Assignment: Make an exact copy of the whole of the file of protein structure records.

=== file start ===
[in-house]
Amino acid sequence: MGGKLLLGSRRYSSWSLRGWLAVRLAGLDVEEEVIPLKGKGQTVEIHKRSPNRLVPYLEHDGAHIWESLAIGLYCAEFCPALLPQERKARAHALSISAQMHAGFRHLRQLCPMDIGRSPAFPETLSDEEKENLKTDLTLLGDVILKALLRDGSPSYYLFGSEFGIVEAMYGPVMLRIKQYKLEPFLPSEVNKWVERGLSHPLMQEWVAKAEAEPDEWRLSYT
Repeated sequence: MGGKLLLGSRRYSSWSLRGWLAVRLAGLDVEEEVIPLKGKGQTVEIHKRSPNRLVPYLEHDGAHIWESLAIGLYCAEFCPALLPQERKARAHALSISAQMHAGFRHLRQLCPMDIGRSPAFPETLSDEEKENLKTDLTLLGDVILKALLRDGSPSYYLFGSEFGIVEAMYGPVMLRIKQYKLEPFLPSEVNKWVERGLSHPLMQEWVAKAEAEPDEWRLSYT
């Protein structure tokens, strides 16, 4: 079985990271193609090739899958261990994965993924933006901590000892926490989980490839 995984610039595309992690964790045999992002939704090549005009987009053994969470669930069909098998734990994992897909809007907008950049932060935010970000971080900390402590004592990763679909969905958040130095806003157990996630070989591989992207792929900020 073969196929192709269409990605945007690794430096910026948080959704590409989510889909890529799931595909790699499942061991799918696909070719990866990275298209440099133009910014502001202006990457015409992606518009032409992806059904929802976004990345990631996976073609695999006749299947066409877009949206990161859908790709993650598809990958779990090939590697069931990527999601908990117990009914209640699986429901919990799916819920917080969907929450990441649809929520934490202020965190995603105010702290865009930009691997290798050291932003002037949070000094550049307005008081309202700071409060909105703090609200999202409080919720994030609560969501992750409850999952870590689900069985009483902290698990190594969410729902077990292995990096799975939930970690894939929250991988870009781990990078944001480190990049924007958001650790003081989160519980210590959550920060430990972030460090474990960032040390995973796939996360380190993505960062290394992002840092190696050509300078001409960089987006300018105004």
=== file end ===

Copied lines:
[in-house]
Amino acid sequence: MGGKLLLGSRRYSSWSLRGWLAVRLAGLDVEEEVIPLKGKGQTVEIHKRSPNRLVPYLEHDGAHIWESLAIGLYCAEFCPALLPQERKARAHALSISAQMHAGFRHLRQLCPMDIGRSPAFPETLSDEEKENLKTDLTLLGDVILKALLRDGSPSYYLFGSEFGIVEAMYGPVMLRIKQYKLEPFLPSEVNKWVERGLSHPLMQEWVAKAEAEPDEWRLSYT
Repeated sequence: MGGKLLLGSRRYSSWSLRGWLAVRLAGLDVEEEVIPLKGKGQTVEIHKRSPNRLVPYLEHDGAHIWESLAIGLYCAEFCPALLPQERKARAHALSISAQMHAGFRHLRQLCPMDIGRSPAFPETLSDEEKENLKTDLTLLGDVILKALLRDGSPSYYLFGSEFGIVEAMYGPVMLRIKQYKLEPFLPSEVNKWVERGLSHPLMQEWVAKAEAEPDEWRLSYT
């Protein structure tokens, strides 16, 4: 079985990271193609090739899958261990994965993924933006901590000892926490989980490839 995984610039595309992690964790045999992002939704090549005009987009053994969470669930069909098998734990994992897909809007907008950049932060935010970000971080900390402590004592990763679909969905958040130095806003157990996630070989591989992207792929900020 073969196929192709269409990605945007690794430096910026948080959704590409989510889909890529799931595909790699499942061991799918696909070719990866990275298209440099133009910014502001202006990457015409992606518009032409992806059904929802976004990345990631996976073609695999006749299947066409877009949206990161859908790709993650598809990958779990090939590697069931990527999601908990117990009914209640699986429901919990799916819920917080969907929450990441649809929520934490202020965190995603105010702290865009930009691997290798050291932003002037949070000094550049307005008081309202700071409060909105703090609200999202409080919720994030609560969501992750409850999952870590689900069985009483902290698990190594969410729902077990292995990096799975939930970690894939929250991988870009781990990078944001480190990049924007958001650790003081989160519980210590959550920060430990972030460090474990960032040390995973796939996360380190993505960062290394992002840092190696050509300078001409960089987006300018105004």